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The Truth About Our Gums

One simple act of smiling can save a life. But did you know it can also make you a success? That's according to researchers in 2007, who found that people who use floss, brushing, and teeth whitening were more likely to land better jobs.

Oral hygiene is the most crucial factor that people need to get overall well-being. Your teeth make you feel and look good but more importantly have a deep connection between the rest of the body. They give you the confidence to eat and speak perfectly.

Daily oral hygiene methods keep our teeth and mouth clean and free from debris, plaque, and tartar. These methods can prevent bad breath and infections caused by the formation of bacteria inside the mouth.

But to know how these bacteria affect your daily life, you should know more about plaque and tartar.

Effects of plaque and tartar

Without teeth daily care, the hardening of plaque formed tartar, a yellow or brown mineral located above the gum line of the teeth. Tartar/calculus is one of the leading causes of many oral diseases.

Gingivitis vs. Periodontitis – What is the Difference?

Gingivitis is the earliest stage of inflammation and usually developed to cause periodontitis if not treated as soon as possible.

The main difference between the two kinds of inflammation is that gingivitis is reversible and easily treated. At the same time, periodontitis is irreversible, and it's the primary cause of tooth loss in adults.

Gingivitis:

Gingivitis is the inflammation of the gingival tissue (aka your gums). Gingivitis is a warning sign from your body that there is something more going on.

There is also no irreversible bone damage during gingivitis. Therefore, this makes it essential for those who suffer from gingivitis to start using our floss, visit the dentist for new routine dental cleaning sessions, remove this plaque and finally restore their oral health.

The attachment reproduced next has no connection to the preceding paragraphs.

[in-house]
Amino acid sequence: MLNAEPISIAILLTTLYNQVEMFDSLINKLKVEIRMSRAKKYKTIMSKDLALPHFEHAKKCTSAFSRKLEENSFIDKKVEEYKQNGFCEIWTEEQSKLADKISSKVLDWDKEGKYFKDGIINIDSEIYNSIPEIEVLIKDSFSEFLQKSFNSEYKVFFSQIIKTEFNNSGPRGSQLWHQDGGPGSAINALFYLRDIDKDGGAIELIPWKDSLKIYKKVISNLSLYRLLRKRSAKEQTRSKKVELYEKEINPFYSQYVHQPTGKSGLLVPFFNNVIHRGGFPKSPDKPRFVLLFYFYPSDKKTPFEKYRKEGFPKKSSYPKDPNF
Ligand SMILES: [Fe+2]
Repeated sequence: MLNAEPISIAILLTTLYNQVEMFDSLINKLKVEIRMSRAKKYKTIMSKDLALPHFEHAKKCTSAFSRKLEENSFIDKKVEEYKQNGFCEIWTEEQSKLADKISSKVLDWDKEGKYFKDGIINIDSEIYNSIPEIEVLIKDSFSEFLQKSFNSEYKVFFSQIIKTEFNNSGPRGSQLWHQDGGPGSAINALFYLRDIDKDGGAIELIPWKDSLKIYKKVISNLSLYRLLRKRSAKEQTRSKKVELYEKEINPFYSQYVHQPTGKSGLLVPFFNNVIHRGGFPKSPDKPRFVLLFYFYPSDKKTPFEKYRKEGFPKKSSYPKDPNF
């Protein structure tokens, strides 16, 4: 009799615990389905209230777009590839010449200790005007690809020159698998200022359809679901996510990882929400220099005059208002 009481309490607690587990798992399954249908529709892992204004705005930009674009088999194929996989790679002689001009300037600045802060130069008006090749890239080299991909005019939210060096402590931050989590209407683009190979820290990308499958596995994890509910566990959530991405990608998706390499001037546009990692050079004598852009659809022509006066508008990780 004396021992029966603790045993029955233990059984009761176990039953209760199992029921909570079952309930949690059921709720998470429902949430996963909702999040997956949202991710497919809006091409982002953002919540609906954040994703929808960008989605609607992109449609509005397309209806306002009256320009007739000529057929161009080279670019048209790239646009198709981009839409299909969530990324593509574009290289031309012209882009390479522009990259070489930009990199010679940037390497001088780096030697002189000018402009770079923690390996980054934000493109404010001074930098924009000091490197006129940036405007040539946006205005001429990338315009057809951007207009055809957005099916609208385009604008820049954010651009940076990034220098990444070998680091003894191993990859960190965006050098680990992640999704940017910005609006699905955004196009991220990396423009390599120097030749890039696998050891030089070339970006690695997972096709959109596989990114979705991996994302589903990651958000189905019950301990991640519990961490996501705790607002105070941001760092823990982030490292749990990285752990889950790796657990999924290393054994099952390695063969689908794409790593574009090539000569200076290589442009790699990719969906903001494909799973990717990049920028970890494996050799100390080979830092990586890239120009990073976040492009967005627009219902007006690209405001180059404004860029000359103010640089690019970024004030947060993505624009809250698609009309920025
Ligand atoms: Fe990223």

Periodontitis:

In the worst cases and if the person isn't proactive about his oral health, periodontitis occurs when gingivitis is left untreated and periodontal disease progresses. This advanced stage of periodontal disease can cause poor tooth alignment and gum recession. The inner layer of the gum and bone pulls away from the teeth, and pockets are created.

Brushing teeth twice a day, cleaning the tongue properly, flossing at least once a day are a few ways that keep our mouth clean and healthy.

What is flossing?

Flossing is the normal process of cleaning between the teeth. We usually use a thin filament called dental floss. Daily use of dental floss helps to prevent the accumulation of plaque, which causes tartar/calculus.

Think of your carpet before and after cleaning. You may not see the dirt, but of course, you can see that your carpet looks brighter. The same concept applies to flossing.

Is brushing enough?

Brushing alone cannot help in totally cleaning your teeth.

The brush can reach only three surfaces out of five surfaces of the tooth. These two surfaces are in close contact with the respective sides of the other tooth, making it easy for food debris to accumulate there. The bacteria present inside the mouth buildup plaque around the teeth, both above and below the gums. If not removed as soon as possible, tartar/calculus occurs.



Iman, RDH